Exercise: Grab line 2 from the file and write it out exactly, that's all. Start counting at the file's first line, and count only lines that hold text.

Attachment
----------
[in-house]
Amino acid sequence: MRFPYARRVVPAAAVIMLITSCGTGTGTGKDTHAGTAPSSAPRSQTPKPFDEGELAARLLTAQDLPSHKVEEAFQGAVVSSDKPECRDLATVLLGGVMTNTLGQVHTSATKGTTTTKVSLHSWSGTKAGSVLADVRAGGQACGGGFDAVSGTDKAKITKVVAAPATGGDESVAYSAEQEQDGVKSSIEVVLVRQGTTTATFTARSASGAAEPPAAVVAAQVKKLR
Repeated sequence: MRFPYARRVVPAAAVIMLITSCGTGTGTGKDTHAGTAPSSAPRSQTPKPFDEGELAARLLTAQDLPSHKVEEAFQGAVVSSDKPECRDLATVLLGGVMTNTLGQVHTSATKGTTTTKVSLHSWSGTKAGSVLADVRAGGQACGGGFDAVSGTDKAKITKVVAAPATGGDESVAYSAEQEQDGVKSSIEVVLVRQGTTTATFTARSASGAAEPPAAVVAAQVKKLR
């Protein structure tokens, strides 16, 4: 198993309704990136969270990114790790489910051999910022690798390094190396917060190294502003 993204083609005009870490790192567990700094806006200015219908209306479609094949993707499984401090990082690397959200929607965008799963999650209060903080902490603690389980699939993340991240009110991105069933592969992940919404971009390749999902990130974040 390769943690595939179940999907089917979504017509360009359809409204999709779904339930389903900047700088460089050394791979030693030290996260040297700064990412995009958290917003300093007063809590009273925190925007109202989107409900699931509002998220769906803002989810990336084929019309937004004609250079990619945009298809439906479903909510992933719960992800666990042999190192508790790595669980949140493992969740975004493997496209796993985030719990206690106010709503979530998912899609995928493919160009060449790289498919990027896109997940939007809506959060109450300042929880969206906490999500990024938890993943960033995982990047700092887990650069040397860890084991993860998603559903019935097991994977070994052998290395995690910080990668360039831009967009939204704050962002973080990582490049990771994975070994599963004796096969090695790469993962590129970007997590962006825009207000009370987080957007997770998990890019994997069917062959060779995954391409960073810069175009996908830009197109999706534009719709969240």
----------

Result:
Amino acid sequence: MRFPYARRVVPAAAVIMLITSCGTGTGTGKDTHAGTAPSSAPRSQTPKPFDEGELAARLLTAQDLPSHKVEEAFQGAVVSSDKPECRDLATVLLGGVMTNTLGQVHTSATKGTTTTKVSLHSWSGTKAGSVLADVRAGGQACGGGFDAVSGTDKAKITKVVAAPATGGDESVAYSAEQEQDGVKSSIEVVLVRQGTTTATFTARSASGAAEPPAAVVAAQVKKLR